While stacked cotton varieties are still popular in Haywood and Tipton counties in Tennessee, cotton producers in Crockett and Lauderdale counties are switching over to conventional varieties and some straight Roundup Ready varieties, noted Massey.
“When you look at the bottom line, the yield, the insurance and the net return, the stacked varieties hold up. But in some places, you can get by without it if you don't have the insect pressure.”
In Mississippi, Hwy. 82 divides northern counties with plenty of rain from southern counties in need of additional rain.
Mississippi State University Extension cotton specialist Will McCarty said the cooler temperatures in mid-May haven't helped the crop that was already off to a slow start. Most growers try to have cotton planted by May 25, but the first of June is the absolute latest growers usually plant.
During the week ending May 12, the Mississippi Agricultural Statistics Service estimated 70 percent of the state's cotton was planted, which was behind last year's schedule but slightly ahead of the five-year average.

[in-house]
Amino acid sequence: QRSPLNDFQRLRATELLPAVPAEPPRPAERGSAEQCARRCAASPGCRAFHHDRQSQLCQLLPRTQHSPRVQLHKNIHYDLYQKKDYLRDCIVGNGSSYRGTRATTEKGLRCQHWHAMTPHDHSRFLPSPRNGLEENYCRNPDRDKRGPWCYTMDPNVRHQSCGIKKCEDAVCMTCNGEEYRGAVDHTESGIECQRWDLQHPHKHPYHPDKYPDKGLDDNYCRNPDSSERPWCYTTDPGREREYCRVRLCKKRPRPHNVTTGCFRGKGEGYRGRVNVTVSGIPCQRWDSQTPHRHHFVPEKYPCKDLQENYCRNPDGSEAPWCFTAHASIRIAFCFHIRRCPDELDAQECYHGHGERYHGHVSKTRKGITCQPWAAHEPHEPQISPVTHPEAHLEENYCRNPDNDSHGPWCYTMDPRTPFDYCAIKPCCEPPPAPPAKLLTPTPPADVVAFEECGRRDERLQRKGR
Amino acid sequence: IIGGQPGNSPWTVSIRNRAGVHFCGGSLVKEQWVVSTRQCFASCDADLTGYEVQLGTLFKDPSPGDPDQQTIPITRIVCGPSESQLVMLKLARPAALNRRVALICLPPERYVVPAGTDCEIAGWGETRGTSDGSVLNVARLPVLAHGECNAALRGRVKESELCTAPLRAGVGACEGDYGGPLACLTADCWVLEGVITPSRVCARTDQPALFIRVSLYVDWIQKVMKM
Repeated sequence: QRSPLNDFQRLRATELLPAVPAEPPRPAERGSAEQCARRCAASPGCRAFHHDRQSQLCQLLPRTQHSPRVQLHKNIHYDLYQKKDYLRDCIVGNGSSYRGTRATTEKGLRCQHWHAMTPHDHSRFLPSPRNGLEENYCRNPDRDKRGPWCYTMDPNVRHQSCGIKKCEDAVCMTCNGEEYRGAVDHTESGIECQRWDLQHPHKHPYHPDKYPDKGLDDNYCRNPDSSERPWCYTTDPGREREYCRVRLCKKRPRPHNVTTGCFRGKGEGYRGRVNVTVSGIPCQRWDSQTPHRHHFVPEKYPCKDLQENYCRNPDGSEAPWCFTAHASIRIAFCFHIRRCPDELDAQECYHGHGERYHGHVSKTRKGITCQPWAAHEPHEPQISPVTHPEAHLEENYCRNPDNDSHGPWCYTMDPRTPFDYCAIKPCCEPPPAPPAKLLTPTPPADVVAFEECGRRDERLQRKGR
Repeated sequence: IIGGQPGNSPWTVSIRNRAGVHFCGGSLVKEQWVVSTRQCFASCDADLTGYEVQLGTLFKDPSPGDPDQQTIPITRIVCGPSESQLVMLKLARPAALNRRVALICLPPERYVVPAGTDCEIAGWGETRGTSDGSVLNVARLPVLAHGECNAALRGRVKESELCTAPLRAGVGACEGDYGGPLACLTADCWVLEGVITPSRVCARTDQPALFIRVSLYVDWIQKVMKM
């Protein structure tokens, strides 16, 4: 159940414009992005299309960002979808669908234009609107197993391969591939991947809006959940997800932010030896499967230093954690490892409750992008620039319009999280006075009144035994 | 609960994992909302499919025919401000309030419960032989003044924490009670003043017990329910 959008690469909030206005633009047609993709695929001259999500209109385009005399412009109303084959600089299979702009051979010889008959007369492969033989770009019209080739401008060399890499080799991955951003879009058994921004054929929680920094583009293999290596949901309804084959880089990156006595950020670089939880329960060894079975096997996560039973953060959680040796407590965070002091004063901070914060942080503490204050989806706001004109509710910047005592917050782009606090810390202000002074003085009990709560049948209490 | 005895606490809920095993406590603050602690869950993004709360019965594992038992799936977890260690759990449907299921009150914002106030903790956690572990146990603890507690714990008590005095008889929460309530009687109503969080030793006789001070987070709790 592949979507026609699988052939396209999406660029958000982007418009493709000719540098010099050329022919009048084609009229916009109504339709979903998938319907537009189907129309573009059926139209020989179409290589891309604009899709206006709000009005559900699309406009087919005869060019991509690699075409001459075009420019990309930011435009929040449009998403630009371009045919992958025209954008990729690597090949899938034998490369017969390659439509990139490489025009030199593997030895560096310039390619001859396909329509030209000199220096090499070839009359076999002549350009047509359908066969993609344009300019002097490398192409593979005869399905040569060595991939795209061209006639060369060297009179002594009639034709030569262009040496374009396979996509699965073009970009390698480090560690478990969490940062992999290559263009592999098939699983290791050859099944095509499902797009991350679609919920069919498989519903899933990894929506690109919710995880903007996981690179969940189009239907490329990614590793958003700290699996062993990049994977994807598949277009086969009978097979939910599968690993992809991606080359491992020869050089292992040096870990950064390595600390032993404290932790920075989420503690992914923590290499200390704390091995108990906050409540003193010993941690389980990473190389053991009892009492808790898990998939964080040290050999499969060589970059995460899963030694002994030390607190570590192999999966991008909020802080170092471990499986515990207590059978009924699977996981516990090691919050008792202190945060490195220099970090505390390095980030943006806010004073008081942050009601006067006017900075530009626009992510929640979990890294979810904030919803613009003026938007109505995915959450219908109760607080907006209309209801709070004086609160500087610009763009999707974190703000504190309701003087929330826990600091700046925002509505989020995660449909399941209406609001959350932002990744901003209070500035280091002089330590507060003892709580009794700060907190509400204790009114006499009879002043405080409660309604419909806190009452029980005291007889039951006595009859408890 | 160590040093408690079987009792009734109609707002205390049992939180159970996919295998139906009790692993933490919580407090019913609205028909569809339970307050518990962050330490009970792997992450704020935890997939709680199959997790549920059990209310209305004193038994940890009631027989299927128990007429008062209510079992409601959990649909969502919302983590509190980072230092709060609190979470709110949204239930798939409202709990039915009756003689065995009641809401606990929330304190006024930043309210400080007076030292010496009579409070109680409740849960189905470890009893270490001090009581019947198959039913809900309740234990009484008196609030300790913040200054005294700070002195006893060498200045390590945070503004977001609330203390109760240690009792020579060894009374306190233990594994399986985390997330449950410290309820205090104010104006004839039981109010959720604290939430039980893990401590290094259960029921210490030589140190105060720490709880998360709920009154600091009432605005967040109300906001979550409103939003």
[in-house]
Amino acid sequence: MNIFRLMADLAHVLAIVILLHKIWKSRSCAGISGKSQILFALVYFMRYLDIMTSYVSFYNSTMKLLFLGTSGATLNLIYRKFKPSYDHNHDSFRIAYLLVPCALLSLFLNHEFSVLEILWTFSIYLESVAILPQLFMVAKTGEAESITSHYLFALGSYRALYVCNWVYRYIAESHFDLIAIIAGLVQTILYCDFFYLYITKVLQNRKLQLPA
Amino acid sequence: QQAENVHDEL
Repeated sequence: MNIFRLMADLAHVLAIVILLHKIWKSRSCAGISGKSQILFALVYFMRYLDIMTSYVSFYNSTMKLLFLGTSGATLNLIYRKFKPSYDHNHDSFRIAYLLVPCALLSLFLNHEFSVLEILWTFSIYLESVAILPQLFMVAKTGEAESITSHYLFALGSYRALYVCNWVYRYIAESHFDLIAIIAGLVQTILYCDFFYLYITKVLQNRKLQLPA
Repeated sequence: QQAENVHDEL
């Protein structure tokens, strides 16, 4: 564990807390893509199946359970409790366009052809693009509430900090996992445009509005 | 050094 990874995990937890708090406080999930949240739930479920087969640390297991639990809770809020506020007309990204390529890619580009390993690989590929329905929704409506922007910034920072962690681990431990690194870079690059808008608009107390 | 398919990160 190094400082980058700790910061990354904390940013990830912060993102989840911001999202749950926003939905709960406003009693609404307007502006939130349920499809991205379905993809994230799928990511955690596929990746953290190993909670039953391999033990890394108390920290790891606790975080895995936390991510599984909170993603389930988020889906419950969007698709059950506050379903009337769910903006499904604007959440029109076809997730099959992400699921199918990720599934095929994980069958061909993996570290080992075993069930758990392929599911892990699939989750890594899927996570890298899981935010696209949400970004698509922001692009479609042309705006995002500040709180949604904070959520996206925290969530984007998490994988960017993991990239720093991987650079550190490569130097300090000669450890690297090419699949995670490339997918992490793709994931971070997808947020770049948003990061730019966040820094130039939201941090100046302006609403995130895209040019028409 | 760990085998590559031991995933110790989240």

McCarty said the U.S. Department of Agriculture's prediction of 1.4 million total cotton acres in Mississippi — 220,000 acres fewer than last year — is still going to be high for the state.
“Cost of production and the price of cotton are not causing much enthusiasm for cotton this year,” McCarty said.
“We're certainly not looking at a top year and a top crop,” said Missouri Extension cotton specialist Bobby Phipps.
“From a little north of Portageville, it's rained a lot. A lot of that land is not planted, maybe 50 percent or less (as of May 20). South of there, they've missed many of the rains and are about 85 percent planted.” The average for the whole area at this time is about 75 percent.
Phipps said the condition of the crop is poor, “as you would expect. This past weekend (May 18-19), we had temperatures in the 30s. I've been looking at a lot of fields where farmers are deciding if they should replant. If growers decide to replant, they could have a 25 percent yield reduction at least.”
Phipps advises growers with a stand of cotton to “keep the thrips off and don't let the sand blow and sting the cotton. It's already weak and if thrips got into it, that would be the final blow. Pamper it. Take care of it.”